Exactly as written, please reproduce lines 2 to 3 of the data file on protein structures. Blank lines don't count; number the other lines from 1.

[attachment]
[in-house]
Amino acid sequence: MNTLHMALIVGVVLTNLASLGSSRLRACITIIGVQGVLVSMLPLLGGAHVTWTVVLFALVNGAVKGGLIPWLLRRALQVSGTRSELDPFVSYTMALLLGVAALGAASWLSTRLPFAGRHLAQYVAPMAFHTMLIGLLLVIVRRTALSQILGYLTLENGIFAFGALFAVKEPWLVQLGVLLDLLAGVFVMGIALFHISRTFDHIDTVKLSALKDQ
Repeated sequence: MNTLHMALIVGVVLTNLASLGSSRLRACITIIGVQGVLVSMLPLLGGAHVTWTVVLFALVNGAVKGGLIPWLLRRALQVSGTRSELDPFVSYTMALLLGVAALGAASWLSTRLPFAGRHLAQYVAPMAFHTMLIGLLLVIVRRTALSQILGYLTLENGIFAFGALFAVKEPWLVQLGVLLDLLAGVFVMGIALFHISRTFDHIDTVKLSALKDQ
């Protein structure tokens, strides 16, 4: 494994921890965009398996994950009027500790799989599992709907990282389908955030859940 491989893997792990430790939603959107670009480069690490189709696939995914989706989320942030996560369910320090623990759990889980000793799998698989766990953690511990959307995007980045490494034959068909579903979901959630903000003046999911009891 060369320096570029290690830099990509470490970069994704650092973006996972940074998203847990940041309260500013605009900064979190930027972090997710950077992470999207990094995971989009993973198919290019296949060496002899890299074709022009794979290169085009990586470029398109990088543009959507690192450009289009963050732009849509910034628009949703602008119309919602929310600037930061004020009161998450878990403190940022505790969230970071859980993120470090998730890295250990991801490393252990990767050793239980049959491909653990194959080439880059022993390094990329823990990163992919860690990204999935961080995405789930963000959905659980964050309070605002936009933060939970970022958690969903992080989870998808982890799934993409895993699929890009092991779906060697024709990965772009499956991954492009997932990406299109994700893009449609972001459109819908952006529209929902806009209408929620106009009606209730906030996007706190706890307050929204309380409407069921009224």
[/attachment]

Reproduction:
Amino acid sequence: MNTLHMALIVGVVLTNLASLGSSRLRACITIIGVQGVLVSMLPLLGGAHVTWTVVLFALVNGAVKGGLIPWLLRRALQVSGTRSELDPFVSYTMALLLGVAALGAASWLSTRLPFAGRHLAQYVAPMAFHTMLIGLLLVIVRRTALSQILGYLTLENGIFAFGALFAVKEPWLVQLGVLLDLLAGVFVMGIALFHISRTFDHIDTVKLSALKDQ
Repeated sequence: MNTLHMALIVGVVLTNLASLGSSRLRACITIIGVQGVLVSMLPLLGGAHVTWTVVLFALVNGAVKGGLIPWLLRRALQVSGTRSELDPFVSYTMALLLGVAALGAASWLSTRLPFAGRHLAQYVAPMAFHTMLIGLLLVIVRRTALSQILGYLTLENGIFAFGALFAVKEPWLVQLGVLLDLLAGVFVMGIALFHISRTFDHIDTVKLSALKDQ